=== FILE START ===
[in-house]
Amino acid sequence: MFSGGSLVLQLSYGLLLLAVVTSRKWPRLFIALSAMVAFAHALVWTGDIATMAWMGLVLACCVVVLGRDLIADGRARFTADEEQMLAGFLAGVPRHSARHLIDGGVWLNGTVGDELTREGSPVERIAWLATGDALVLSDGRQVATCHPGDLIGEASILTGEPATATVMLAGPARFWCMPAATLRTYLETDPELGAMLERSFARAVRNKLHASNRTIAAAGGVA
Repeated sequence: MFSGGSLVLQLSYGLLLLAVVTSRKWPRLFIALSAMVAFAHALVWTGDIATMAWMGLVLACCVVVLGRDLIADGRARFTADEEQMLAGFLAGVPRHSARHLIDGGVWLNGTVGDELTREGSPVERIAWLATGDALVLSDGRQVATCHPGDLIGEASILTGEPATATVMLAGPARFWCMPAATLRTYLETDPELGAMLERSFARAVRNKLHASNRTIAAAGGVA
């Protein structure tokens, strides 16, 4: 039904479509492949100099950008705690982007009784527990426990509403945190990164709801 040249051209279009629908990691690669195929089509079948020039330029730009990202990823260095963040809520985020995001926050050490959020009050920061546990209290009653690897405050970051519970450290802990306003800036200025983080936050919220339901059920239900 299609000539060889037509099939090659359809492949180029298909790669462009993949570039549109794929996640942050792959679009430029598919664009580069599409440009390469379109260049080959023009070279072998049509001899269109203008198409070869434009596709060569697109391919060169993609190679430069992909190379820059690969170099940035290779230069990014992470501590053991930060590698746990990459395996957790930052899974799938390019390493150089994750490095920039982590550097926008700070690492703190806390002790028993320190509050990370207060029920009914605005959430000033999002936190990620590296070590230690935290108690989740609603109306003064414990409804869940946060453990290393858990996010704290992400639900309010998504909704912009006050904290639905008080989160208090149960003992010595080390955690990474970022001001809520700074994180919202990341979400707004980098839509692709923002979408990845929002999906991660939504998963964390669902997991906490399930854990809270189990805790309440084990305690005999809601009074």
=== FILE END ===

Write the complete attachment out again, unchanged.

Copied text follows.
[in-house]
Amino acid sequence: MFSGGSLVLQLSYGLLLLAVVTSRKWPRLFIALSAMVAFAHALVWTGDIATMAWMGLVLACCVVVLGRDLIADGRARFTADEEQMLAGFLAGVPRHSARHLIDGGVWLNGTVGDELTREGSPVERIAWLATGDALVLSDGRQVATCHPGDLIGEASILTGEPATATVMLAGPARFWCMPAATLRTYLETDPELGAMLERSFARAVRNKLHASNRTIAAAGGVA
Repeated sequence: MFSGGSLVLQLSYGLLLLAVVTSRKWPRLFIALSAMVAFAHALVWTGDIATMAWMGLVLACCVVVLGRDLIADGRARFTADEEQMLAGFLAGVPRHSARHLIDGGVWLNGTVGDELTREGSPVERIAWLATGDALVLSDGRQVATCHPGDLIGEASILTGEPATATVMLAGPARFWCMPAATLRTYLETDPELGAMLERSFARAVRNKLHASNRTIAAAGGVA
């Protein structure tokens, strides 16, 4: 039904479509492949100099950008705690982007009784527990426990509403945190990164709801 040249051209279009629908990691690669195929089509079948020039330029730009990202990823260095963040809520985020995001926050050490959020009050920061546990209290009653690897405050970051519970450290802990306003800036200025983080936050919220339901059920239900 299609000539060889037509099939090659359809492949180029298909790669462009993949570039549109794929996640942050792959679009430029598919664009580069599409440009390469379109260049080959023009070279072998049509001899269109203008198409070869434009596709060569697109391919060169993609190679430069992909190379820059690969170099940035290779230069990014992470501590053991930060590698746990990459395996957790930052899974799938390019390493150089994750490095920039982590550097926008700070690492703190806390002790028993320190509050990370207060029920009914605005959430000033999002936190990620590296070590230690935290108690989740609603109306003064414990409804869940946060453990290393858990996010704290992400639900309010998504909704912009006050904290639905008080989160208090149960003992010595080390955690990474970022001001809520700074994180919202990341979400707004980098839509692709923002979408990845929002999906991660939504998963964390669902997991906490399930854990809270189990805790309440084990305690005999809601009074």